Early October 2021: Investment firm The Analyst publishes a negative research note on “overhyped” THG that says growth forecasts for Ingenuity are “unrealistic”, which THG disputes.

The Mail reports that the Analyst previously ran highly critical reports on Wirecard, Debenhams, and Carillion, all of which ended up collapsing.

The Analyst highlights that 2010 listing plans for The Hut were pulled after auditors PwC flagged an issues with documentation. A spokesperson for THG tells the Guardian the issue was the “related to the actions of two junior individuals” who have since left the company. THG says: “Contemporaneous independent reviews and the court found THG was not aware of their actions nor the systems issue causing the reporting inaccuracy and THG took immediate corrective action on discovery.” THG points out that it ended up raising money privately in September 2011.

Dani says: “The Analyst report was the first time THG saw really negative press.”

Shares weaken even further on the report.

THG founder and CEO Matt Moulding (Handout)
THG founder and CEO Matt Moulding (Handout)

13 October 2021: A week later, THG hosts its inaugural Capital Markets Meeting, where “investors expected a bit of a defence [from Moulding], but instead received a speech from him complaining about short attacks,” Dani says. JPMorgan left the investor meeting saying THG “failed to address current investor concerns.” The rest of the City agrees; shares fall 35%.

20 October 2021: Under pressure from the share price collapse, Moulding agrees to lose his “golden share” which he controversially retained at IPO. It allows him to block any hostile takeovers for three year. The same week, the CEO also restructures a personal loan worth £100 million that used THG shares as collateral. The stock rises 2%.

26 October 2021: THG posts a 38% rise in revenues to £507.8 million in the three months to September and increases growth expectations for Ingenuity - but warns that profits margins will be squeezed by currency fluctuations. This sends shares falling again.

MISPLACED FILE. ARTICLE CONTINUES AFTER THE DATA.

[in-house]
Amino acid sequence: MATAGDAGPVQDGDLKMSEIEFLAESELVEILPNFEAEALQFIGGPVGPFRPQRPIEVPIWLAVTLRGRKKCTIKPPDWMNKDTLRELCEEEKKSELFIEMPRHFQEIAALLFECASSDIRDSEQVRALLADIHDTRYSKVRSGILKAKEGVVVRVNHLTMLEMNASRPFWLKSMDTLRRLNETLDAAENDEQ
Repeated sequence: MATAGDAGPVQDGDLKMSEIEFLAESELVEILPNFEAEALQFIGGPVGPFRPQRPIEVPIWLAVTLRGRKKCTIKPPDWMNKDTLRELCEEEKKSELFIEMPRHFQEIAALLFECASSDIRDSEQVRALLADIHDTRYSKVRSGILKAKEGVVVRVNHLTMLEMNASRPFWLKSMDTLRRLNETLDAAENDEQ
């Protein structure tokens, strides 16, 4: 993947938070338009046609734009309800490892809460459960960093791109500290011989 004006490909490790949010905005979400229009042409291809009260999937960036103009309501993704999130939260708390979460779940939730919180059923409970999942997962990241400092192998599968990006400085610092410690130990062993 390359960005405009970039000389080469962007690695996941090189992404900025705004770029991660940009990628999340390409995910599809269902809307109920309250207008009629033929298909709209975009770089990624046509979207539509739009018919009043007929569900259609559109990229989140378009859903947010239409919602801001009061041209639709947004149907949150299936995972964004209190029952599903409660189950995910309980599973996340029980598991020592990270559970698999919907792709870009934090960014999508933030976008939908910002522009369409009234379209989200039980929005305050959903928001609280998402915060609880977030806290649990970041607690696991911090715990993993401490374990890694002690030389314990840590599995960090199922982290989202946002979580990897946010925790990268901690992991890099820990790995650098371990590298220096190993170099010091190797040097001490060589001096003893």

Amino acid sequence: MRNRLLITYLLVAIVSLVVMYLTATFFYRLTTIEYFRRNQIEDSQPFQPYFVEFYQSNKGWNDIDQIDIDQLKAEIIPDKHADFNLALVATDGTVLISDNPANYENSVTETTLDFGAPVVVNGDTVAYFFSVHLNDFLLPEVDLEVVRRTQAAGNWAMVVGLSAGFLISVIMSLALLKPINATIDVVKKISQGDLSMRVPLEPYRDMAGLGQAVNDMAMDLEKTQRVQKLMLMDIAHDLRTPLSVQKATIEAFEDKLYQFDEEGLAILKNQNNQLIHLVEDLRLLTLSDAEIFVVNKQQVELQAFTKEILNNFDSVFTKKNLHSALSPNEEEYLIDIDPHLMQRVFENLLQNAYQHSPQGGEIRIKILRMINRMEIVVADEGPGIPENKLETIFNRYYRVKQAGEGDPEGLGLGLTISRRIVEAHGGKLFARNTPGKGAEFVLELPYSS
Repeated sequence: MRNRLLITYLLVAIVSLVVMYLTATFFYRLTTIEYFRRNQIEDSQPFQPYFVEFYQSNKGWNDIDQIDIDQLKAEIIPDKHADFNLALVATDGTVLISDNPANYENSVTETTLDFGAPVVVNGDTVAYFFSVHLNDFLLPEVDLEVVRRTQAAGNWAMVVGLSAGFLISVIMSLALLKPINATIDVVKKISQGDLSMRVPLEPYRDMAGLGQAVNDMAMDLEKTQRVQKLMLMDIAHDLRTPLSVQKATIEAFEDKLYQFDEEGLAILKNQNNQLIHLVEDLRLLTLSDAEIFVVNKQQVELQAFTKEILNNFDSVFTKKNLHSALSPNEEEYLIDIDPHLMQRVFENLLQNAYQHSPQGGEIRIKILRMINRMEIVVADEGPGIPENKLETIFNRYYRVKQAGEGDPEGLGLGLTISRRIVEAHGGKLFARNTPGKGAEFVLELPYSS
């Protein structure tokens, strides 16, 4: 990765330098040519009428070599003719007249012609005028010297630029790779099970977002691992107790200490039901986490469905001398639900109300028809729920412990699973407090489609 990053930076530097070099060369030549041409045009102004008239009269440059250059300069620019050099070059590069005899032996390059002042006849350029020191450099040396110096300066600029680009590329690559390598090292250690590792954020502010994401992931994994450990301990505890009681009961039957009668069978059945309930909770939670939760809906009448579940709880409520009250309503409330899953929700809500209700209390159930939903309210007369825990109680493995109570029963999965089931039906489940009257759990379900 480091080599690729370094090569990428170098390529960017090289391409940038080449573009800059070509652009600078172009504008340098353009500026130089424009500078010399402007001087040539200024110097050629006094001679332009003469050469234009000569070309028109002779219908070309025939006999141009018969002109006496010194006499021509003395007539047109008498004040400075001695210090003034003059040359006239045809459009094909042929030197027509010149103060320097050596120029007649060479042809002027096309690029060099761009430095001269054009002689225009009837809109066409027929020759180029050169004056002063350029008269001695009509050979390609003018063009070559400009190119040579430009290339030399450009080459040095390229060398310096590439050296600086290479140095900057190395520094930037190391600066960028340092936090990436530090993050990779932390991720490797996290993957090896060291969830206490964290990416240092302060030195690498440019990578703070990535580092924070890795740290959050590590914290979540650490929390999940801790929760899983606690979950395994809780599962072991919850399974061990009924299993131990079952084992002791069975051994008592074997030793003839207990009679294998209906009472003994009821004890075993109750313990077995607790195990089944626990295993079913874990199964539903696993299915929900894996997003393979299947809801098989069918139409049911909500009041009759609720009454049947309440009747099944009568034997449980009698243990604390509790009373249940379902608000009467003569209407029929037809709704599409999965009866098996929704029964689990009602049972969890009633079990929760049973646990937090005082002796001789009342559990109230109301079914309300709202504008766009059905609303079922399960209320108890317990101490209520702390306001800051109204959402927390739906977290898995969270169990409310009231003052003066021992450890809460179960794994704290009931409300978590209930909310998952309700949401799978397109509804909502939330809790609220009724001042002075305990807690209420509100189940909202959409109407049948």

In a bid to overhaul corporate governance, Moulding brings in headhunter Russell Reynolds to find a new non-executive chair. THG also appoints a new non-executive director: SoftBank managing director Dr. Andreas Hansson.

The City is unconvinced: Simon Bowler at Numis flags the “worsening momentum and worsening cash profile of the core businesses.” Shares sink another stunning 20% on the day.

2 November 2021: Shares sink to a fresh record low after Blackrock, THG’s largest institutional investor, almost halves its 10% stake, selling 58 million shares priced at 195p each.

“Nothing really happened at THG to justify its rerating, there were no hugely damaging [trading] numbers, but the minute [a company] loses investors’ confidence, it’s hard to get it back,” says Dani. “There’s been a lack of transparency, and missed opportunities to clarify to investors. I think banks originally got the valuation wrong and things started to crumble, THG lost momentum.”

5 November 2021: Moulding tells a GQ magazine audience he has had “a sh*tty time” since THG’s IPO, which “just sucked from start to finish.”

The CEO once again blames short sellers for his woes, despite data suggesting only a small amount of shares are out on loan. Moulding says there are “undisclosed shorts” who “operate from the Bahamas or from Switzerland.”

Moulding adds he wished he’d picked New York to list rather than London and hints he could take the company private again. He says he has “options” as a “big shareholder” who owns more than half the business together with “a few people that I’m close with”. Shares rise as much as 5% on bid speculation.

A City retail watcher says: “[Moulding] would need someone to provide the equity financing to do so and it’s not obvious who that would be.

“Investors don’t want this volatile set of comments from the chief executive of their business, in the same way they didn’t like the Capital Market Day and short-sellers.”

Shares - which were over 800p in January - are now trading at just over 200p.

Read More

City comment: THG crisis shows Matt Moulding needs more grey hairs in the boardroom

City comment: For THG, ignorance is bliss

City comment: Share price slide is tough test for THG’s Matt Moulding